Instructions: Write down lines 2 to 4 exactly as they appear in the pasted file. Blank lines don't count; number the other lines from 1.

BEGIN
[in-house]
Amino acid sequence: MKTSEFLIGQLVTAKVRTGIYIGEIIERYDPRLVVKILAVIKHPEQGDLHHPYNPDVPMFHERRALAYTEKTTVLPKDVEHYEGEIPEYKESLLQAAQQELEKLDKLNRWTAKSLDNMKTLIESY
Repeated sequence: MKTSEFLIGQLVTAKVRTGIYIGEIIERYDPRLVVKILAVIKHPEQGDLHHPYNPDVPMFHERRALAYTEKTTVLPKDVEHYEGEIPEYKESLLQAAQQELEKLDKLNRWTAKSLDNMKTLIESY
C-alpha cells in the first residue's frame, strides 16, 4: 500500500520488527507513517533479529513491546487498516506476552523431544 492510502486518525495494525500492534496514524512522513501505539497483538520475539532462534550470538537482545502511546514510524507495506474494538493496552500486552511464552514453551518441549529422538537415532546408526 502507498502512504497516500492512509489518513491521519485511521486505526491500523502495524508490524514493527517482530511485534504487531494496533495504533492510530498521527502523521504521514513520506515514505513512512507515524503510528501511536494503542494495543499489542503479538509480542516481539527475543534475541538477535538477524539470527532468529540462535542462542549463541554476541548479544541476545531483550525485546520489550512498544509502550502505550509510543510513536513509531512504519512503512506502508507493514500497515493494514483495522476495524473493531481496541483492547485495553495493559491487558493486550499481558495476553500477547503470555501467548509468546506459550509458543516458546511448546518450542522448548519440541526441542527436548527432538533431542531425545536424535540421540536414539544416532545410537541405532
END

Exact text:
Amino acid sequence: MKTSEFLIGQLVTAKVRTGIYIGEIIERYDPRLVVKILAVIKHPEQGDLHHPYNPDVPMFHERRALAYTEKTTVLPKDVEHYEGEIPEYKESLLQAAQQELEKLDKLNRWTAKSLDNMKTLIESY
Repeated sequence: MKTSEFLIGQLVTAKVRTGIYIGEIIERYDPRLVVKILAVIKHPEQGDLHHPYNPDVPMFHERRALAYTEKTTVLPKDVEHYEGEIPEYKESLLQAAQQELEKLDKLNRWTAKSLDNMKTLIESY
C-alpha cells in the first residue's frame, strides 16, 4: 500500500520488527507513517533479529513491546487498516506476552523431544 492510502486518525495494525500492534496514524512522513501505539497483538520475539532462534550470538537482545502511546514510524507495506474494538493496552500486552511464552514453551518441549529422538537415532546408526 502507498502512504497516500492512509489518513491521519485511521486505526491500523502495524508490524514493527517482530511485534504487531494496533495504533492510530498521527502523521504521514513520506515514505513512512507515524503510528501511536494503542494495543499489542503479538509480542516481539527475543534475541538477535538477524539470527532468529540462535542462542549463541554476541548479544541476545531483550525485546520489550512498544509502550502505550509510543510513536513509531512504519512503512506502508507493514500497515493494514483495522476495524473493531481496541483492547485495553495493559491487558493486550499481558495476553500477547503470555501467548509468546506459550509458543516458546511448546518450542522448548519440541526441542527436548527432538533431542531425545536424535540421540536414539544416532545410537541405532